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Default Re: Did Luther claim for himself that infallibility, which he would not allow to the Church of Christ ?

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Originally Posted by TertiumQuid View Post
But isn't "repeating" also speaking?
Yes. And I don't doubt that there have been instances in which somebody infallibly repeated something that had previously been said.

But I think RCW's point is that you don't necessarily have to exercise infallibility in order to say something true.

P.S. Are you familiar with Scott Hahn's phrase "a fallible list of infallible documents"?
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Default Re: Did Luther claim for himself that infallibility, which he would not allow to the Church of Christ ?

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Originally Posted by Peter J View Post
But I think RCW's point is that you don't necessarily have to exercise infallibility in order to say something true.
Right. And I think the OP is addressing a particular position that Evangelicals take when they assert something they believe. That is, when they claim and teach something to be true without acknowledging that they could be wrong.
oday, 2:24 pm
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Default Re: Did Luther claim for himself that infallibility, which he would not allow to the Church of Christ ?

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Originally Posted by rcwitness View Post
I think the OP is addressing a particular position that Evangelicals take when they assert something they believe. That is, when they claim and teach something to be true without acknowledging that they could be wrong.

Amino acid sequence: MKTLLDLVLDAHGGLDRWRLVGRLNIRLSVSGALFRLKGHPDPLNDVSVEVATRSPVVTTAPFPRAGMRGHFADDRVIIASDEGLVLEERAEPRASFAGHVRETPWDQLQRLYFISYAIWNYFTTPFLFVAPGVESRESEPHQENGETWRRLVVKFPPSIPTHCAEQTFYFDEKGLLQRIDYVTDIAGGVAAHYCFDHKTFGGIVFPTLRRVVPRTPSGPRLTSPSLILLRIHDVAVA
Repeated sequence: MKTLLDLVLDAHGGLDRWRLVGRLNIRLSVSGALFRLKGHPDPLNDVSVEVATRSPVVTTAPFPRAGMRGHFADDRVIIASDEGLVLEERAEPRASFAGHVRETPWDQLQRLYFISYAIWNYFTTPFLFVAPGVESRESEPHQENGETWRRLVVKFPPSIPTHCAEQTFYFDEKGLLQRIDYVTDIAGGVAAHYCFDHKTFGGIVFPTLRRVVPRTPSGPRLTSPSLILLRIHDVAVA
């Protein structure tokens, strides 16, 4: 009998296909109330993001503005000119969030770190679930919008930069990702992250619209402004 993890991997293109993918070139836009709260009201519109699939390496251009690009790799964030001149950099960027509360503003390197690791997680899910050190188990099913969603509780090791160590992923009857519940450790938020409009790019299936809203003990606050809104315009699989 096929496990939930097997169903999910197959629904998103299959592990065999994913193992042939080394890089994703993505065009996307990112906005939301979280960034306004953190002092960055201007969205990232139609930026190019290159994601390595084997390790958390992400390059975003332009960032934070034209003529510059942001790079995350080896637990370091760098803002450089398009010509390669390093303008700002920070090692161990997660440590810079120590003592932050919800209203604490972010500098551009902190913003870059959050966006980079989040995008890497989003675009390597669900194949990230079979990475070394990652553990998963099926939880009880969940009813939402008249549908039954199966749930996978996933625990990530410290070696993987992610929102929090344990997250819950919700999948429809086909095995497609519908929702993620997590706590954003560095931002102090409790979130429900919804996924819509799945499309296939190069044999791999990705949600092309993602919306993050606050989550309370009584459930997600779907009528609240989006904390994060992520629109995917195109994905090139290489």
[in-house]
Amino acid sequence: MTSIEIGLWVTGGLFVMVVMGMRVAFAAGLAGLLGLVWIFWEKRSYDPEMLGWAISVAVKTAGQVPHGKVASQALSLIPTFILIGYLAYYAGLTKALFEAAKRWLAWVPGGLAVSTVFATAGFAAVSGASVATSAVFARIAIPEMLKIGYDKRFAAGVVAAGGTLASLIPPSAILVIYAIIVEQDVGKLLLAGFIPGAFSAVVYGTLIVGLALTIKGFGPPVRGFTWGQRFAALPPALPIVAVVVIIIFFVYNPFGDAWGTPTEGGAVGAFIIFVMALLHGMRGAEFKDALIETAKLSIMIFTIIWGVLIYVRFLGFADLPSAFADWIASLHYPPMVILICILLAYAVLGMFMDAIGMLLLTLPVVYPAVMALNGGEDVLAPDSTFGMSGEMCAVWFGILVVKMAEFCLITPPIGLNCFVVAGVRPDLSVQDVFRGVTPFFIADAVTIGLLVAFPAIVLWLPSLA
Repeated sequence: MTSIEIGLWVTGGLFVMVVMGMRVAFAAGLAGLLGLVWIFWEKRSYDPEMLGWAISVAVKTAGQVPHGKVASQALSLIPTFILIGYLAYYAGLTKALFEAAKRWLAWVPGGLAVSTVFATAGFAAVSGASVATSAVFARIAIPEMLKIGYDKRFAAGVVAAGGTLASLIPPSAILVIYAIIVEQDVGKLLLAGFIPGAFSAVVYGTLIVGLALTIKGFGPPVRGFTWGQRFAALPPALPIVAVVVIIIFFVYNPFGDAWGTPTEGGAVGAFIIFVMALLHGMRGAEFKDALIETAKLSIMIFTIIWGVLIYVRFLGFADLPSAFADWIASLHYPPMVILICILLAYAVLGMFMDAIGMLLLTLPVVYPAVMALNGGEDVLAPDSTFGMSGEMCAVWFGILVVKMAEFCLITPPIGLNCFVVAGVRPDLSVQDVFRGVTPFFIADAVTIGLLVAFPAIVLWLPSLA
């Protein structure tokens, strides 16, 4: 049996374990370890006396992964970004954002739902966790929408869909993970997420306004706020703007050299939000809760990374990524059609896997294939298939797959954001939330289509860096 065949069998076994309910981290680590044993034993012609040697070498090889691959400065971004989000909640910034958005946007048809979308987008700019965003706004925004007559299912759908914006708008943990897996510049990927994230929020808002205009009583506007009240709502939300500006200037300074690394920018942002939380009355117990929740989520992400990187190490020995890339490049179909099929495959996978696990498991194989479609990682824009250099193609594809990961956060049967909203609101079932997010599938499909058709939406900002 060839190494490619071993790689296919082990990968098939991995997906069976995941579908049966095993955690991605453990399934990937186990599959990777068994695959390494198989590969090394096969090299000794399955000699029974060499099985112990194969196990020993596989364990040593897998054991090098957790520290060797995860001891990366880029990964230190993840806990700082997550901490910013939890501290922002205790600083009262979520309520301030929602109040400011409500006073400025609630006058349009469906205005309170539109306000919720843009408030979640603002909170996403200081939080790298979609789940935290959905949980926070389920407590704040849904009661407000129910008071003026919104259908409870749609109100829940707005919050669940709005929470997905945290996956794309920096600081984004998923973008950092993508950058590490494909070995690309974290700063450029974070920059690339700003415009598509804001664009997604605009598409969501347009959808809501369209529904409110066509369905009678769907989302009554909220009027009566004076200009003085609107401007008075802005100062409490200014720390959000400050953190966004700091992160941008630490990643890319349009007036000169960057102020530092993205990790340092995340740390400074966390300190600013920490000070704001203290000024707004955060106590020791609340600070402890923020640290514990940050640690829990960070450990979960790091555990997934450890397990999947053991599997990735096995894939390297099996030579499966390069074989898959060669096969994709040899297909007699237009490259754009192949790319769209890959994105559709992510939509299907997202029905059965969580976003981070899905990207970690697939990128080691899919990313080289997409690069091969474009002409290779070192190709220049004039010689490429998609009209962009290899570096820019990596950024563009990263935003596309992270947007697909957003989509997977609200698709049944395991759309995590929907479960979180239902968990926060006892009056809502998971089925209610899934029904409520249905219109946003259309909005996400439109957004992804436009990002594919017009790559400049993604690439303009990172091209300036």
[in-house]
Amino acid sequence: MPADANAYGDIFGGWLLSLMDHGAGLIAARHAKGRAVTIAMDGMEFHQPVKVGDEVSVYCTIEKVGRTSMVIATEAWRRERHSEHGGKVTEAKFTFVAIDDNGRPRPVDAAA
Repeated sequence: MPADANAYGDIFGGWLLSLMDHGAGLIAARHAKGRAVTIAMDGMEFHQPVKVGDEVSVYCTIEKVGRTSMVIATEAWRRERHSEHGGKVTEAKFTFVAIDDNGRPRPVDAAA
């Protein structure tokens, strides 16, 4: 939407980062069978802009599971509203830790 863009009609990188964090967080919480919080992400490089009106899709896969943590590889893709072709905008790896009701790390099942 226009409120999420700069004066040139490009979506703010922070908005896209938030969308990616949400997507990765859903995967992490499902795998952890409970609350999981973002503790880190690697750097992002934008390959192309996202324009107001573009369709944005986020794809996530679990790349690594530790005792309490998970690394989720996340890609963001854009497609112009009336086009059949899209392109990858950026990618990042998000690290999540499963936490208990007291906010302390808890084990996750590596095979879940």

FWIW, I did not interpret the OP in this sense.

I think the OP was making a simple point rather than the deeper issues you're raising.

The OP used an obscure out-of-context quote from Luther in order to say the answer to the question asked was, YES: Luther claimed for himself that infallibility, which he would not allow to the Church of Christ.

The quote itself served as a typical snippet of propaganda, pieced together from multiple paragraphs (spanning at least three pages). The reference given was to a text most people could not locate and also written in a language probably most here cannot read.

As I stated earlier, I've not read any of Dpoc41's other posts previous to this discussion, so this is only a guess as to the intention as to why this particular Luther quote was posted.

Thanks though for the interesting dialog on related issues.